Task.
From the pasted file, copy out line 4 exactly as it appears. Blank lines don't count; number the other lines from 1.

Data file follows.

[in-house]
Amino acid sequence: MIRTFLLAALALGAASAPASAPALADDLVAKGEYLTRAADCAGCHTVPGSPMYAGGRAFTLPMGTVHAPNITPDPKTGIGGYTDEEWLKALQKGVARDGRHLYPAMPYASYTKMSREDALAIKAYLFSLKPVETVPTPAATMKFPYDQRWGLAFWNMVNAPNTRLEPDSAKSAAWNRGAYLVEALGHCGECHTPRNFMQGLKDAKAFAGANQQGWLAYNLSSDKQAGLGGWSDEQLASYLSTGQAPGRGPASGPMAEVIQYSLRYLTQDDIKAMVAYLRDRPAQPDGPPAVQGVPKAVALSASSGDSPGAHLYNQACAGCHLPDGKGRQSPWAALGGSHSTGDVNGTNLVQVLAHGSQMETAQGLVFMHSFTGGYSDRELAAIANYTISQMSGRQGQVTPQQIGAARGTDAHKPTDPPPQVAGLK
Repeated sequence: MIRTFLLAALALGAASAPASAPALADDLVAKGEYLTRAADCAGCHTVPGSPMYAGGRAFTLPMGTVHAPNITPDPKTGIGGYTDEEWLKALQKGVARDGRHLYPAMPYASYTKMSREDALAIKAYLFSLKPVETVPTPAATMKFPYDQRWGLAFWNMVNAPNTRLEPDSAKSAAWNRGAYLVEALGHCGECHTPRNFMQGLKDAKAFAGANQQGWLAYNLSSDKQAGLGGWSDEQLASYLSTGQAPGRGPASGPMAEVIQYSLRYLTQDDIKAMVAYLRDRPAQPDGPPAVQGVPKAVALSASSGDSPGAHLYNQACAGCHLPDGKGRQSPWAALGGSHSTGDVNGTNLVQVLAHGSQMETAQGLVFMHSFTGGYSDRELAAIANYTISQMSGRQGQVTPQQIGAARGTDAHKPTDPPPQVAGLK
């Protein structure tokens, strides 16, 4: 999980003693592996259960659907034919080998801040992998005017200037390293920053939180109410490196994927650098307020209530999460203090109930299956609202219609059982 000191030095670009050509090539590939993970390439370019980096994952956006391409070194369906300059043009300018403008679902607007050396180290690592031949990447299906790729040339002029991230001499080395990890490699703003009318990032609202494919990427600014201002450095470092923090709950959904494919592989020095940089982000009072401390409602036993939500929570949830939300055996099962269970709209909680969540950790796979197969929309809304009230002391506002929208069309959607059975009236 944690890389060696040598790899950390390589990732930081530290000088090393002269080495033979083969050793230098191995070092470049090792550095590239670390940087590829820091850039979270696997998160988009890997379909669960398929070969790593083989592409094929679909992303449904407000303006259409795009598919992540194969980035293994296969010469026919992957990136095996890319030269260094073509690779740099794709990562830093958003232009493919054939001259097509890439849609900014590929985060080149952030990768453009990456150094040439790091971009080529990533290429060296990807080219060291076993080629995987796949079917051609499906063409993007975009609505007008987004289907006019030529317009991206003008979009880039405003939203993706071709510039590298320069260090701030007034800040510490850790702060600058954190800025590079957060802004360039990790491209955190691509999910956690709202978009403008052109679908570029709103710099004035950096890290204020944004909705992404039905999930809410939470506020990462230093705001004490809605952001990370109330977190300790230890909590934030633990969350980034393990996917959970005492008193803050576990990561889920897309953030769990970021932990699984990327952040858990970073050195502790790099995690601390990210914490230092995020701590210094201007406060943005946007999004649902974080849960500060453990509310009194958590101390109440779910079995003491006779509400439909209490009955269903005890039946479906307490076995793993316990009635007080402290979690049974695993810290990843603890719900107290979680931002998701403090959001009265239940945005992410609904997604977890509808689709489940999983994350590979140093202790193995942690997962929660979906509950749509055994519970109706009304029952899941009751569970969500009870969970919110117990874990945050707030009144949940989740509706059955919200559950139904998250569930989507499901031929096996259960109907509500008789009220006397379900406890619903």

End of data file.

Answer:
């Protein structure tokens, strides 16, 4: 999980003693592996259960659907034919080998801040992998005017200037390293920053939180109410490196994927650098307020209530999460203090109930299956609202219609059982 000191030095670009050509090539590939993970390439370019980096994952956006391409070194369906300059043009300018403008679902607007050396180290690592031949990447299906790729040339002029991230001499080395990890490699703003009318990032609202494919990427600014201002450095470092923090709950959904494919592989020095940089982000009072401390409602036993939500929570949830939300055996099962269970709209909680969540950790796979197969929309809304009230002391506002929208069309959607059975009236 944690890389060696040598790899950390390589990732930081530290000088090393002269080495033979083969050793230098191995070092470049090792550095590239670390940087590829820091850039979270696997998160988009890997379909669960398929070969790593083989592409094929679909992303449904407000303006259409795009598919992540194969980035293994296969010469026919992957990136095996890319030269260094073509690779740099794709990562830093958003232009493919054939001259097509890439849609900014590929985060080149952030990768453009990456150094040439790091971009080529990533290429060296990807080219060291076993080629995987796949079917051609499906063409993007975009609505007008987004289907006019030529317009991206003008979009880039405003939203993706071709510039590298320069260090701030007034800040510490850790702060600058954190800025590079957060802004360039990790491209955190691509999910956690709202978009403008052109679908570029709103710099004035950096890290204020944004909705992404039905999930809410939470506020990462230093705001004490809605952001990370109330977190300790230890909590934030633990969350980034393990996917959970005492008193803050576990990561889920897309953030769990970021932990699984990327952040858990970073050195502790790099995690601390990210914490230092995020701590210094201007406060943005946007999004649902974080849960500060453990509310009194958590101390109440779910079995003491006779509400439909209490009955269903005890039946479906307490076995793993316990009635007080402290979690049974695993810290990843603890719900107290979680931002998701403090959001009265239940945005992410609904997604977890509808689709489940999983994350590979140093202790193995942690997962929660979906509950749509055994519970109706009304029952899941009751569970969500009870969970919110117990874990945050707030009144949940989740509706059955919200559950139904998250569930989507499901031929096996259960109907509500008789009220006397379900406890619903």